Later in the debate a question from the floor asked whether the issues we’re discussing would be any different under a new team of senior management. Botha argued it would make a difference as she insinuated that Surrey have not prioritised or made appropriate sacrifices. She drew upon Southampton University as an example of a Vice Chancellor that took a 27.5% pay cut rather than cut the jobs of staff. Conticini, on the other hand, drew examples from Kent and Sheffield as universities that are also having to fire staff, as well as the increase in pensions being a national change.
The issue of healthcare then arose from a student who explained that he was denied access to his medication from the NHS Guildowns practice because they were unable to register any more students, and yet the university is still continuing to expand. Another student added on to this, stating that issues of healthcare and accessibility are a Surrey specific issue, and that the university is misinformed about these issues and not prioritising them. Botha pushed for full transparency from the university; she wants the meetings with the executive board to be open for students to attend, as that would be a basic first step to improvement. Conticini disagreed, arguing that this would give competing universities access to their plans.
Another question from the floor asked whether Conticini and Botha believed whether these voluntary cuts had been handled in a professional manner. He drew upon rumours about methods of intimidation being used and staff mental health declining. Botha revealed that PhD students are being forced to pick up the slack resulting from these staff cuts, and this pressure affecting their mental wellbeing too. She went on to identify how academics have been required to provide their payroll number in order to vote in this referendum. Conticini disagreed stating that the methods used by the university are the most humane way of dealing with a compulsory situation. He argued that if the university does not remain financially sustainable then there would not be any jobs at all.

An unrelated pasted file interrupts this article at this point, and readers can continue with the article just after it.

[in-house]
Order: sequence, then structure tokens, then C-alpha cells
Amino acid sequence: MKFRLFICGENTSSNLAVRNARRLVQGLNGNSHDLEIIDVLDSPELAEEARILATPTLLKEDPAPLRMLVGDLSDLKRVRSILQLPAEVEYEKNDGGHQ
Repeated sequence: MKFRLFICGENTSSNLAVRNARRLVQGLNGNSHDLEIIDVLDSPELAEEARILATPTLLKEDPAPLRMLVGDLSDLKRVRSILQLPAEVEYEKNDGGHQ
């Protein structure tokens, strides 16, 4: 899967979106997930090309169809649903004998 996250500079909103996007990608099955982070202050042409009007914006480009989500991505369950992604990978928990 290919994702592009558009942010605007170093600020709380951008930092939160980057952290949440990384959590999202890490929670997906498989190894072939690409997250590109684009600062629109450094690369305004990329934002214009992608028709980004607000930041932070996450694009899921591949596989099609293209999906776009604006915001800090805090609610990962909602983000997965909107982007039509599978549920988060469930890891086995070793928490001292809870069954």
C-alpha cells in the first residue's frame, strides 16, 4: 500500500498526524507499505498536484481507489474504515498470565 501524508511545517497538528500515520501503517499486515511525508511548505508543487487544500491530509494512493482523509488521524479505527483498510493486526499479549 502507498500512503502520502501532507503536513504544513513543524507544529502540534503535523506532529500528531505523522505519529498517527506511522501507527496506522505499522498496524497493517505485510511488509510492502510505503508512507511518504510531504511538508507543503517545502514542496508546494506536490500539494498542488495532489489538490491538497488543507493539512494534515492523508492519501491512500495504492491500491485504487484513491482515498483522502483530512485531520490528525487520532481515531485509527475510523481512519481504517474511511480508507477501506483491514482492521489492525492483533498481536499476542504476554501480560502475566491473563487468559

There was heated discussion about the prioritisation of funding for staff and quality of education over building facilities, such as the new Hive or a hotel for the Hospitality students. A question from the floor identified that students are paying for the whole university experience, not just the teaching, and asked how the management was planning on dealing with this change in mindset from prospective students. Botha drew upon the decrease in student satisfaction overall and that while facilities are important, health and wellbeing in particular must take priority. Conticini identified that the National Student Survey has a delayed affect due to it being for final students to reflect on their whole experience at university; he argued that management are now taking the steps to resolve problems, such as when lectures were held in the Odeon in 2017. Russel interjected asking whether these were not simply reactionary steps taken by the university. Conticini admitted to their being an issue with feedback at the university, whereas Botha argued that the university is “irresponsible” for knowing that our surgery is oversubscribed and still increasing student numbers. Conticini once again pressed the fact that this is an issue of funding and argued a new management would still face that problem.
The night came to a close with both spokespeople admitting a need for better accountability of the university.
You can rewatch the debate here.
Make sure that you vote in this referendum on the Student Union website: www.ussu.co.uk